Faculty members receive Texas Alzheimer’s consortium funding
Alicia Parker, M.D., and Mitzi Gonzales, Ph.D., of UT Health San Antonio will receive grant funding from the Texas Alzheimer’s Research and Care Consortium (TARCC), the organization recently announced.
Dr. Parker is assistant professor in the Department of Neurology and staff physician with the Glenn Biggs Institute for Alzheimer’s and Neurodegenerative Diseases. She will use her TARCC grant to explore the connection between diastolic heart problems, as assessed by echocardiogram, and brain structure and function. She will investigate the relationship between diastolic dysfunction and development of new mild cognitive impairment and dementia.
“Cardiovascular health, including that of the heart and blood vessels, is important to brain health,” Dr. Parker said. “Research has shown that having poor cardiovascular function can damage the brain’s ability to think. But the diastolic function of the heart, which is the heart’s ability to fill with blood, has not been well studied. This clinical study will help determine how often difficulty with cognition occurs when there is poor diastolic functioning of the heart, and what brain changes explain this connection.”
Patients will be enrolled from the neurology, geriatrics and cardiology clinics at UT Health Physicians, the clinical practice of the Joe R. and Teresa Lozano Long School of Medicine at UT Health San Antonio.
This TARCC grant is $220,000 over two years.
Dr. Gonzales, a neuropsychologist, is assistant professor in the Department of Neurology and a clinical provider on the Biggs Institute team. She will use her TARCC grant to establish novel blood-based biomarkers for Alzheimer’s disease.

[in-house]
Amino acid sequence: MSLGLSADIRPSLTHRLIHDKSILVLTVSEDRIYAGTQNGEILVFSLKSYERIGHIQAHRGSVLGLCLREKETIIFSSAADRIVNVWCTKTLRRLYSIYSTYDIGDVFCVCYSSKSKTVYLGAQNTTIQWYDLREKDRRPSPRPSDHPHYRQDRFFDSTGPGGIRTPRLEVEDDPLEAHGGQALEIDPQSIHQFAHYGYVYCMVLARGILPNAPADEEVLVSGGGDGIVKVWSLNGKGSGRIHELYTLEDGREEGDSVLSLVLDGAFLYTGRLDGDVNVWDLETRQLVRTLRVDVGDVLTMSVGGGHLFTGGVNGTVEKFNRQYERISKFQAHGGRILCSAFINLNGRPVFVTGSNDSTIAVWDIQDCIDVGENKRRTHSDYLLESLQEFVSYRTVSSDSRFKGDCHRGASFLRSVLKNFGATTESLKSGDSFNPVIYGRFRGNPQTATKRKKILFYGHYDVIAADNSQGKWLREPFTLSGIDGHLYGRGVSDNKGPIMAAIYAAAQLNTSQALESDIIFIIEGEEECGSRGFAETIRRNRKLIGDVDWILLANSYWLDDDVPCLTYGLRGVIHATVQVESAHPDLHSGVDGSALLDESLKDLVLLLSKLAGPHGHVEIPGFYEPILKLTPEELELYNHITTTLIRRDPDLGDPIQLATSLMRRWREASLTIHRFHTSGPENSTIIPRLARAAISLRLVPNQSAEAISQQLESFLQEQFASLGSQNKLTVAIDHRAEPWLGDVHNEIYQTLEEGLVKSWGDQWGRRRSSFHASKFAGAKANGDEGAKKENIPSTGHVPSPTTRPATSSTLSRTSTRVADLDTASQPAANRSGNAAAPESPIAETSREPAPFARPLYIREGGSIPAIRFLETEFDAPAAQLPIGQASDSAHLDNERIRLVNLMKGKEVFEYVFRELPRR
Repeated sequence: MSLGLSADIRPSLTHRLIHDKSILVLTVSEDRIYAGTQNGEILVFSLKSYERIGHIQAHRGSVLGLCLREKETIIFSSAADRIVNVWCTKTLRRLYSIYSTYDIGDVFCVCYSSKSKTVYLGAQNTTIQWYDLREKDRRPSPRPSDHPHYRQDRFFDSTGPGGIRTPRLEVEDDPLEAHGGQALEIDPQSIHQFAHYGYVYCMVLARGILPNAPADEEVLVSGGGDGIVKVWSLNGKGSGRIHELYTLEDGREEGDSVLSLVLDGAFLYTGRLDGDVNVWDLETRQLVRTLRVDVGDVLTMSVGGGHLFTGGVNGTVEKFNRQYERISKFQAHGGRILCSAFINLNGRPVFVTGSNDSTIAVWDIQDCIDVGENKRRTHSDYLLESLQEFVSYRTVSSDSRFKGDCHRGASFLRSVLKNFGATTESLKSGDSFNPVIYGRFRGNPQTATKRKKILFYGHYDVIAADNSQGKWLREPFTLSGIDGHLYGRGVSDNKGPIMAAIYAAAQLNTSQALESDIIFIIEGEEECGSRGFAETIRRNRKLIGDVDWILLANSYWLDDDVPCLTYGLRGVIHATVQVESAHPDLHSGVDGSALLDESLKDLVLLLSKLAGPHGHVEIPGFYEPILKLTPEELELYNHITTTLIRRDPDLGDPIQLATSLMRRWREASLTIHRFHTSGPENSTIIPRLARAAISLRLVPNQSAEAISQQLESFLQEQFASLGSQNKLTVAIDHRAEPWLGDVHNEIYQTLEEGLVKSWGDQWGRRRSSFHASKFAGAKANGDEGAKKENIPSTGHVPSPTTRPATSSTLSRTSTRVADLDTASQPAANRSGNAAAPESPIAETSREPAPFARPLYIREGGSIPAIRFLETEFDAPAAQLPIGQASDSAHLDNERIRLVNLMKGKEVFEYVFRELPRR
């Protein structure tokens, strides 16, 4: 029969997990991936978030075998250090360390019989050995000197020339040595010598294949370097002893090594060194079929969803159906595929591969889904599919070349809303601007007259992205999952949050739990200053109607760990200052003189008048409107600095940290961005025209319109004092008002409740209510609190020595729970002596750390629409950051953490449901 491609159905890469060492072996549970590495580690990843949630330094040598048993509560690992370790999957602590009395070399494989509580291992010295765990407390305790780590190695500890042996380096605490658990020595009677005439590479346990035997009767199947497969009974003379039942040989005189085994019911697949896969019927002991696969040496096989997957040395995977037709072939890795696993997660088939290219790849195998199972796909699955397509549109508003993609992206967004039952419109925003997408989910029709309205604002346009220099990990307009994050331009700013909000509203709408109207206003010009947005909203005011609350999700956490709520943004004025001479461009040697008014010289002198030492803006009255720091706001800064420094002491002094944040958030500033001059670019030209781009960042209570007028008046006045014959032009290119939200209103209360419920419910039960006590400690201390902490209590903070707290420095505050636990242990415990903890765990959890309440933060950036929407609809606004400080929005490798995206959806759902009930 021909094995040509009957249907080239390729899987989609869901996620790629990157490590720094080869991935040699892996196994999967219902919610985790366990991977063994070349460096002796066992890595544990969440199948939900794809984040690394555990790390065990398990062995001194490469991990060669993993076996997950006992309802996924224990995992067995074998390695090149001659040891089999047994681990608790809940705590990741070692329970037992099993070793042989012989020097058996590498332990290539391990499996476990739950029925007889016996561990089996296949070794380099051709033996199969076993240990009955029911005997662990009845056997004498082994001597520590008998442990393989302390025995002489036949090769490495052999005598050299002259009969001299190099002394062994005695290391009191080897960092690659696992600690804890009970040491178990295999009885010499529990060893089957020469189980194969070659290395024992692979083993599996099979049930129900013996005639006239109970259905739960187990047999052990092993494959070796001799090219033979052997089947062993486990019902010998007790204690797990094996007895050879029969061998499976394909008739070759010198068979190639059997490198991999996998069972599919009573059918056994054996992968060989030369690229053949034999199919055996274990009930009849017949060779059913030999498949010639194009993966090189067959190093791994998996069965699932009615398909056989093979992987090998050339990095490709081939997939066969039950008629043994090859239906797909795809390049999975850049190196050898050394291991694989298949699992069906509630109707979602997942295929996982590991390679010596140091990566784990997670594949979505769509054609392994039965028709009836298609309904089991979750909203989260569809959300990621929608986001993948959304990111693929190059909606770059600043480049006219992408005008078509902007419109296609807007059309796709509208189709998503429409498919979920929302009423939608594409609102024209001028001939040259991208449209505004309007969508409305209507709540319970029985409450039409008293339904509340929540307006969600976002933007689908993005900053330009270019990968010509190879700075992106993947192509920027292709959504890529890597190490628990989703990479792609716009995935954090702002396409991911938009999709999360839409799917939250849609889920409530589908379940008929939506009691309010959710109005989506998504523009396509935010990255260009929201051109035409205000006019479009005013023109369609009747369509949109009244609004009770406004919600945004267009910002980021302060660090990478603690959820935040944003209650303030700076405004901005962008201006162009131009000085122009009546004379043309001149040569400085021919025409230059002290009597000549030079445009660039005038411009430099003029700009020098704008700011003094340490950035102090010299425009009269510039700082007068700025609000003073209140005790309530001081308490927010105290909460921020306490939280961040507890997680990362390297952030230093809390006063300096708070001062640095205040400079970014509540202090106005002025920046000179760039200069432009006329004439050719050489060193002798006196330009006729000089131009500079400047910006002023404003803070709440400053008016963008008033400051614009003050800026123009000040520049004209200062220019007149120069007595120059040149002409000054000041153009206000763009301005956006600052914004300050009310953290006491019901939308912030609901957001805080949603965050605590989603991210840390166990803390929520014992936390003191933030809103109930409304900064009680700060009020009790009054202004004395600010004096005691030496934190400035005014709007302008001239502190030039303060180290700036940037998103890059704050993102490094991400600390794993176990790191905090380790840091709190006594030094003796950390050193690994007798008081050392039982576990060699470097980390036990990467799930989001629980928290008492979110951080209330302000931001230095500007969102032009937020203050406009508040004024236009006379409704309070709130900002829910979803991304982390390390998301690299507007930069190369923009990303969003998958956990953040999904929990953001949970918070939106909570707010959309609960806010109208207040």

The need for better diagnosis and treatment is obvious. At present, more than 47 million people suffer from dementia, and the global prevalence is predicted to nearly double over the next 20 years. Dementia is progressive, so patients can benefit from improved quality of life if their treatment is initiated sooner.
“Enhanced early detection, monitoring and treatment will be crucial for managing this growing epidemic,” Dr. Gonzales said. “The current gold-standard diagnostic assessments for dementia, namely magnetic resonance imaging (MRI) and positron emission tomography (PET), are costly and burdensome.
“Establishment of blood-based biomarkers for neurodegenerative disorders has significant potential to aid timely identification of affected individuals, predict disease progression, and monitor efficacy of newly emerging treatments,” she said.
This TARCC grant is also $220,000 over two years.
The Texas Alzheimer’s Research and Care Consortium is a collaboration among nine of the state’s leading medical research institutions, working to improve early diagnosis, treatment and prevention of Alzheimer’s disease, according to the TARCC website.
Faculty investigators at UT Health San Antonio, a TARCC member, have received approximately $4 million in TARCC research grants.